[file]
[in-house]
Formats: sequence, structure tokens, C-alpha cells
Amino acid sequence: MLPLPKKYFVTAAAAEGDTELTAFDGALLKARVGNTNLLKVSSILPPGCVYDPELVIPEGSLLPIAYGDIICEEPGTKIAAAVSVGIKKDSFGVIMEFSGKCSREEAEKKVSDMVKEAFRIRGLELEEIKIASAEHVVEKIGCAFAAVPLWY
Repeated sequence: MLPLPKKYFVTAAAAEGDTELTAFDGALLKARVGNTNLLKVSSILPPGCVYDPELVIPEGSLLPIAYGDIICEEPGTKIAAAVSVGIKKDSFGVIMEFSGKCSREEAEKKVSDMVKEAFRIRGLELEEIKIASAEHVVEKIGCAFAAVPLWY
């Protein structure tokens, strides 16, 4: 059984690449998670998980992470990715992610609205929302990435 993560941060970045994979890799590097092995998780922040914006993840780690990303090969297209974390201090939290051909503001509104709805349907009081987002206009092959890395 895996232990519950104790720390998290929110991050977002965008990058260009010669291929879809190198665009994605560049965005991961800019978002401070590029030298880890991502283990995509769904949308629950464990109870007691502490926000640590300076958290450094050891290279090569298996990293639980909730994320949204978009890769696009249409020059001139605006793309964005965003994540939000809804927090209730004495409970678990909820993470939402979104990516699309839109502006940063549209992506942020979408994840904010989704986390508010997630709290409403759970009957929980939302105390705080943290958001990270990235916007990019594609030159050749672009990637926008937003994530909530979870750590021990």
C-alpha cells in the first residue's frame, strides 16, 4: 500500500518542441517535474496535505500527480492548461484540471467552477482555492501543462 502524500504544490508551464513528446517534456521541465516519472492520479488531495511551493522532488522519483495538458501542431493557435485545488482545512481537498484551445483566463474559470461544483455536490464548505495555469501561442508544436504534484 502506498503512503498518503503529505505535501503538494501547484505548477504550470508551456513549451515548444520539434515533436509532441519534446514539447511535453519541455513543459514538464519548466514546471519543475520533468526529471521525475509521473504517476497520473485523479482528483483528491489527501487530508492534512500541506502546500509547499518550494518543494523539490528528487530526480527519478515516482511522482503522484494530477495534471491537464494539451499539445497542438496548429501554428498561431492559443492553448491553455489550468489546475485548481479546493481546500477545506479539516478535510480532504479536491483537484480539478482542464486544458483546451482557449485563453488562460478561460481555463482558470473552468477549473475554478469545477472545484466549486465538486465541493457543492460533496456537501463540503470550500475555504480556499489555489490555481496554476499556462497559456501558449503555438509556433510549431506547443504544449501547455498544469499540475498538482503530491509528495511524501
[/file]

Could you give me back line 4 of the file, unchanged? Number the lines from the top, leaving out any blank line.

Repeated sequence: MLPLPKKYFVTAAAAEGDTELTAFDGALLKARVGNTNLLKVSSILPPGCVYDPELVIPEGSLLPIAYGDIICEEPGTKIAAAVSVGIKKDSFGVIMEFSGKCSREEAEKKVSDMVKEAFRIRGLELEEIKIASAEHVVEKIGCAFAAVPLWY